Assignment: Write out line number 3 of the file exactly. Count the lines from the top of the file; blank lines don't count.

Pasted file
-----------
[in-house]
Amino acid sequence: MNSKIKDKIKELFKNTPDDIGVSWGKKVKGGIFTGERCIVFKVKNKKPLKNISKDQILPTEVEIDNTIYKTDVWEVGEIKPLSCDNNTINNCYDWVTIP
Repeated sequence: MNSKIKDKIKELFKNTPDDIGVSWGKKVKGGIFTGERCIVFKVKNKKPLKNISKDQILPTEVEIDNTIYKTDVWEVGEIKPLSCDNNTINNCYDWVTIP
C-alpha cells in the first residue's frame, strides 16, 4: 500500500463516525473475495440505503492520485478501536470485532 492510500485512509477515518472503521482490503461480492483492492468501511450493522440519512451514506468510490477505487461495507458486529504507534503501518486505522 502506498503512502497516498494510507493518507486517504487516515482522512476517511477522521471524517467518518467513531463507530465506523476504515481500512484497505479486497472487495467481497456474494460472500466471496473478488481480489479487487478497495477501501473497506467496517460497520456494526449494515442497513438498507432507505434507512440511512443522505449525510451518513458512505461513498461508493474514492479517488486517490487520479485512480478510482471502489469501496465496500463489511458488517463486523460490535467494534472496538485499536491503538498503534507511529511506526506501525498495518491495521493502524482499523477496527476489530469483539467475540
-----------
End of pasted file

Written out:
Repeated sequence: MNSKIKDKIKELFKNTPDDIGVSWGKKVKGGIFTGERCIVFKVKNKKPLKNISKDQILPTEVEIDNTIYKTDVWEVGEIKPLSCDNNTINNCYDWVTIP